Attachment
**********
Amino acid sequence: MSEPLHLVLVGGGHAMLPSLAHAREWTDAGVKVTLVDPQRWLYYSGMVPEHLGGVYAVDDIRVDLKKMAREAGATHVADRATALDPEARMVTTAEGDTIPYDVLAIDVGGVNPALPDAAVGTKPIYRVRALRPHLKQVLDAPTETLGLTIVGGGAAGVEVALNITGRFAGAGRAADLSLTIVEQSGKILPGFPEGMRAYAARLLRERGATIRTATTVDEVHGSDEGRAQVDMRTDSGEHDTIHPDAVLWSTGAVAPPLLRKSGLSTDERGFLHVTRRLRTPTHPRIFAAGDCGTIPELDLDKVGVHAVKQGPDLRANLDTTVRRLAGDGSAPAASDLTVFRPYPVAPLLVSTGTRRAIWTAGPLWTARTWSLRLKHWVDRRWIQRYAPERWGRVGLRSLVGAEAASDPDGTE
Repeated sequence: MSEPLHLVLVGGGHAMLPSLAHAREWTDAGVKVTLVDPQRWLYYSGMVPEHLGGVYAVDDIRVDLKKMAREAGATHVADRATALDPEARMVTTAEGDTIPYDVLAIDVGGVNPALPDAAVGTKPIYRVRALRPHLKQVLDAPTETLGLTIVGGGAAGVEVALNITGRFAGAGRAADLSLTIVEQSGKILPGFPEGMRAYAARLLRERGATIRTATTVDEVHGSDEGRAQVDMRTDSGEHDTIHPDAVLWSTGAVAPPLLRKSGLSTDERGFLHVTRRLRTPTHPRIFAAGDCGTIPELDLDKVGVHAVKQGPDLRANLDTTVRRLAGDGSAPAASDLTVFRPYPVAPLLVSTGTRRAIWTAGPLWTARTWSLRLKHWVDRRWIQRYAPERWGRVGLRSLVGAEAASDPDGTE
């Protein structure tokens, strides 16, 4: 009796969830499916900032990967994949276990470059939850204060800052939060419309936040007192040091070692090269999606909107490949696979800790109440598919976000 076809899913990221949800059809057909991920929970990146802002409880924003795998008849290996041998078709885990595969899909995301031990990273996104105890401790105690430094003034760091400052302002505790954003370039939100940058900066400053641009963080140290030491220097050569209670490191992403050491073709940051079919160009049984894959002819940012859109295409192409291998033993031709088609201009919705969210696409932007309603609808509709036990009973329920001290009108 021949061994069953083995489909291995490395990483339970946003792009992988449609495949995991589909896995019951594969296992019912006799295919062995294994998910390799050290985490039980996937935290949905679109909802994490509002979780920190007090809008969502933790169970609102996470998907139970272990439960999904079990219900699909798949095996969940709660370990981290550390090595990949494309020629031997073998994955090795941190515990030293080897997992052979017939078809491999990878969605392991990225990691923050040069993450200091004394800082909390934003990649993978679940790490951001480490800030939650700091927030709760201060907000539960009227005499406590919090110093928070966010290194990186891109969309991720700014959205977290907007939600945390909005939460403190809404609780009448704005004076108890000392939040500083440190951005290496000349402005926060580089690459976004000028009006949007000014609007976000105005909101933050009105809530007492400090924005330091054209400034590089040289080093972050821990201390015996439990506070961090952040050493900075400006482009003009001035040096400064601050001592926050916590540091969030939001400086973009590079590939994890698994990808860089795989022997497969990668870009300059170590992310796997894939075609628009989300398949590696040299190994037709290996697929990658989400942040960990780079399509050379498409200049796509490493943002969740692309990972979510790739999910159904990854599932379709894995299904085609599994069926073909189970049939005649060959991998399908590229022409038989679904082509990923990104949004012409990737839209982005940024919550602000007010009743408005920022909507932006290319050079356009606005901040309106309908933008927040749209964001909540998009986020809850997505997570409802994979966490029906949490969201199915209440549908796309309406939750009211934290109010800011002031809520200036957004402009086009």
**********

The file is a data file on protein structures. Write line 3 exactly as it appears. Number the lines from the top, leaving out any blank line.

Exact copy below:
């Protein structure tokens, strides 16, 4: 009796969830499916900032990967994949276990470059939850204060800052939060419309936040007192040091070692090269999606909107490949696979800790109440598919976000 076809899913990221949800059809057909991920929970990146802002409880924003795998008849290996041998078709885990595969899909995301031990990273996104105890401790105690430094003034760091400052302002505790954003370039939100940058900066400053641009963080140290030491220097050569209670490191992403050491073709940051079919160009049984894959002819940012859109295409192409291998033993031709088609201009919705969210696409932007309603609808509709036990009973329920001290009108 021949061994069953083995489909291995490395990483339970946003792009992988449609495949995991589909896995019951594969296992019912006799295919062995294994998910390799050290985490039980996937935290949905679109909802994490509002979780920190007090809008969502933790169970609102996470998907139970272990439960999904079990219900699909798949095996969940709660370990981290550390090595990949494309020629031997073998994955090795941190515990030293080897997992052979017939078809491999990878969605392991990225990691923050040069993450200091004394800082909390934003990649993978679940790490951001480490800030939650700091927030709760201060907000539960009227005499406590919090110093928070966010290194990186891109969309991720700014959205977290907007939600945390909005939460403190809404609780009448704005004076108890000392939040500083440190951005290496000349402005926060580089690459976004000028009006949007000014609007976000105005909101933050009105809530007492400090924005330091054209400034590089040289080093972050821990201390015996439990506070961090952040050493900075400006482009003009001035040096400064601050001592926050916590540091969030939001400086973009590079590939994890698994990808860089795989022997497969990668870009300059170590992310796997894939075609628009989300398949590696040299190994037709290996697929990658989400942040960990780079399509050379498409200049796509490493943002969740692309990972979510790739999910159904990854599932379709894995299904085609599994069926073909189970049939005649060959991998399908590229022409038989679904082509990923990104949004012409990737839209982005940024919550602000007010009743408005920022909507932006290319050079356009606005901040309106309908933008927040749209964001909540998009986020809850997505997570409802994979966490029906949490969201199915209440549908796309309406939750009211934290109010800011002031809520200036957004402009086009």